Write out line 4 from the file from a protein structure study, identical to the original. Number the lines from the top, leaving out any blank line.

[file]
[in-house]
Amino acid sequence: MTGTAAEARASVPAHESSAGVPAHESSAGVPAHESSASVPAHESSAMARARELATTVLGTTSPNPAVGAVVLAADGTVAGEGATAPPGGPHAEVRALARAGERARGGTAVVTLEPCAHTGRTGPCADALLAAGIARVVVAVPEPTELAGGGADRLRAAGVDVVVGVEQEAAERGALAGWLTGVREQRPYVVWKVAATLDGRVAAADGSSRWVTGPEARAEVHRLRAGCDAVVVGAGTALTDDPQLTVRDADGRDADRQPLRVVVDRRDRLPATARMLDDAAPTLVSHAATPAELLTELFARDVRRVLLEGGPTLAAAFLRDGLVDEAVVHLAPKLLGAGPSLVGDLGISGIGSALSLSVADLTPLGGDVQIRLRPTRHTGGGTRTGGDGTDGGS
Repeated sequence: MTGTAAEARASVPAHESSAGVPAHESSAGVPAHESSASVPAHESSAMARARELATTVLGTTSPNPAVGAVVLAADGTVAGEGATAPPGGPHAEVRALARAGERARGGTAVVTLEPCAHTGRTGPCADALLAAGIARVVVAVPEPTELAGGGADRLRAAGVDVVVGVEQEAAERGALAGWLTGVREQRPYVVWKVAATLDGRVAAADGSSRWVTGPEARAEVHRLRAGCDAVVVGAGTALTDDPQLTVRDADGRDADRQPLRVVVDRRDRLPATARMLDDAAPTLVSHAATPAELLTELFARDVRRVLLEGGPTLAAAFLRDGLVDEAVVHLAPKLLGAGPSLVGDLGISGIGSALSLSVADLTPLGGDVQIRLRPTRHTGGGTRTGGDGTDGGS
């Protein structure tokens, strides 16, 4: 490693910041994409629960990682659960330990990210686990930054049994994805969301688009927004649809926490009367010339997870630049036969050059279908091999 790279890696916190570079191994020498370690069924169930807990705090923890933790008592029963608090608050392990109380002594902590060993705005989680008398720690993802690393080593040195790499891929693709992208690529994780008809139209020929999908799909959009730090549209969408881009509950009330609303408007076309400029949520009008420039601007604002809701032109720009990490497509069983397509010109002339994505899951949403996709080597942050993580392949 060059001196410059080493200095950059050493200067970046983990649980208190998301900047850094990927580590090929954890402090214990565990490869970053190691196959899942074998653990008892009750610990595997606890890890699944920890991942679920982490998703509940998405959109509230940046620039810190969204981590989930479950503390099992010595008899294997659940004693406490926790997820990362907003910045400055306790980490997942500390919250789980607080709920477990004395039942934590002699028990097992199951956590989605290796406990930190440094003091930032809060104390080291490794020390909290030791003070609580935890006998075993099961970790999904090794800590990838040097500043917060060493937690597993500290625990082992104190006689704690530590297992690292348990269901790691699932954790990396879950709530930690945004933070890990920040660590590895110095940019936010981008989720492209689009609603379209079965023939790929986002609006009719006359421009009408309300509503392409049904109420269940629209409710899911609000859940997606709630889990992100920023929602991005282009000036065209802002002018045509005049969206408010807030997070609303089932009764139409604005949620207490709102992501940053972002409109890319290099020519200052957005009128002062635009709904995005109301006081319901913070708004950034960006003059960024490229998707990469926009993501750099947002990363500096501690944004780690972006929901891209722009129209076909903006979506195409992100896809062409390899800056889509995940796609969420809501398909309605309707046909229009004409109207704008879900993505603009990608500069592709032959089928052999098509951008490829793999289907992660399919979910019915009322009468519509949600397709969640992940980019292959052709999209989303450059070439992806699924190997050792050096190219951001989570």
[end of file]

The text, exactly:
């Protein structure tokens, strides 16, 4: 490693910041994409629960990682659960330990990210686990930054049994994805969301688009927004649809926490009367010339997870630049036969050059279908091999 790279890696916190570079191994020498370690069924169930807990705090923890933790008592029963608090608050392990109380002594902590060993705005989680008398720690993802690393080593040195790499891929693709992208690529994780008809139209020929999908799909959009730090549209969408881009509950009330609303408007076309400029949520009008420039601007604002809701032109720009990490497509069983397509010109002339994505899951949403996709080597942050993580392949 060059001196410059080493200095950059050493200067970046983990649980208190998301900047850094990927580590090929954890402090214990565990490869970053190691196959899942074998653990008892009750610990595997606890890890699944920890991942679920982490998703509940998405959109509230940046620039810190969204981590989930479950503390099992010595008899294997659940004693406490926790997820990362907003910045400055306790980490997942500390919250789980607080709920477990004395039942934590002699028990097992199951956590989605290796406990930190440094003091930032809060104390080291490794020390909290030791003070609580935890006998075993099961970790999904090794800590990838040097500043917060060493937690597993500290625990082992104190006689704690530590297992690292348990269901790691699932954790990396879950709530930690945004933070890990920040660590590895110095940019936010981008989720492209689009609603379209079965023939790929986002609006009719006359421009009408309300509503392409049904109420269940629209409710899911609000859940997606709630889990992100920023929602991005282009000036065209802002002018045509005049969206408010807030997070609303089932009764139409604005949620207490709102992501940053972002409109890319290099020519200052957005009128002062635009709904995005109301006081319901913070708004950034960006003059960024490229998707990469926009993501750099947002990363500096501690944004780690972006929901891209722009129209076909903006979506195409992100896809062409390899800056889509995940796609969420809501398909309605309707046909229009004409109207704008879900993505603009990608500069592709032959089928052999098509951008490829793999289907992660399919979910019915009322009468519509949600397709969640992940980019292959052709999209989303450059070439992806699924190997050792050096190219951001989570």